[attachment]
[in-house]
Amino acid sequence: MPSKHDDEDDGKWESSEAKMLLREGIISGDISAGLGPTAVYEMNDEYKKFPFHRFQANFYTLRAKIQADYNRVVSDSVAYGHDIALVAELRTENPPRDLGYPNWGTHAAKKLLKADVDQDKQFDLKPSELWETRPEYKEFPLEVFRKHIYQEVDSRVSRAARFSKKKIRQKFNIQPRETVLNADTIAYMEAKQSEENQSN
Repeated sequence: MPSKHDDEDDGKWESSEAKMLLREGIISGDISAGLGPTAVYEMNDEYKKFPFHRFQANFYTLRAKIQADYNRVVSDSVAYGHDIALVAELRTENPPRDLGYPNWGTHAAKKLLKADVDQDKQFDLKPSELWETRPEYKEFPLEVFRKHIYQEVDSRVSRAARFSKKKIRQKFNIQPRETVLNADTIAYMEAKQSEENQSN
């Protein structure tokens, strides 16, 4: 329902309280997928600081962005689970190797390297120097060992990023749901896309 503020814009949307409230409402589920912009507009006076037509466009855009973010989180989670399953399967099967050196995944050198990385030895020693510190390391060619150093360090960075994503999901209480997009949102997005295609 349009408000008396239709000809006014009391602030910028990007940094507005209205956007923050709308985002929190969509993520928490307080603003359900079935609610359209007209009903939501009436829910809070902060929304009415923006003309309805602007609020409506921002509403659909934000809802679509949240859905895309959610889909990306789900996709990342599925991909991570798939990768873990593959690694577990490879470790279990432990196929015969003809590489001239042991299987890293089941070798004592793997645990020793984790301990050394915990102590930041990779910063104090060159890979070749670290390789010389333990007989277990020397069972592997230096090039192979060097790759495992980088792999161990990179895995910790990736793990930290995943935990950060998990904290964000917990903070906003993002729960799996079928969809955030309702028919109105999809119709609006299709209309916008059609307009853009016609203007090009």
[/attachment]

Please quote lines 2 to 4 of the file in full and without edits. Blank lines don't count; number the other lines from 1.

Amino acid sequence: MPSKHDDEDDGKWESSEAKMLLREGIISGDISAGLGPTAVYEMNDEYKKFPFHRFQANFYTLRAKIQADYNRVVSDSVAYGHDIALVAELRTENPPRDLGYPNWGTHAAKKLLKADVDQDKQFDLKPSELWETRPEYKEFPLEVFRKHIYQEVDSRVSRAARFSKKKIRQKFNIQPRETVLNADTIAYMEAKQSEENQSN
Repeated sequence: MPSKHDDEDDGKWESSEAKMLLREGIISGDISAGLGPTAVYEMNDEYKKFPFHRFQANFYTLRAKIQADYNRVVSDSVAYGHDIALVAELRTENPPRDLGYPNWGTHAAKKLLKADVDQDKQFDLKPSELWETRPEYKEFPLEVFRKHIYQEVDSRVSRAARFSKKKIRQKFNIQPRETVLNADTIAYMEAKQSEENQSN
């Protein structure tokens, strides 16, 4: 329902309280997928600081962005689970190797390297120097060992990023749901896309 503020814009949307409230409402589920912009507009006076037509466009855009973010989180989670399953399967099967050196995944050198990385030895020693510190390391060619150093360090960075994503999901209480997009949102997005295609 349009408000008396239709000809006014009391602030910028990007940094507005209205956007923050709308985002929190969509993520928490307080603003359900079935609610359209007209009903939501009436829910809070902060929304009415923006003309309805602007609020409506921002509403659909934000809802679509949240859905895309959610889909990306789900996709990342599925991909991570798939990768873990593959690694577990490879470790279990432990196929015969003809590489001239042991299987890293089941070798004592793997645990020793984790301990050394915990102590930041990779910063104090060159890979070749670290390789010389333990007989277990020397069972592997230096090039192979060097790759495992980088792999161990990179895995910790990736793990930290995943935990950060998990904290964000917990903070906003993002729960799996079928969809955030309702028919109105999809119709609006299709209309916008059609307009853009016609203007090009």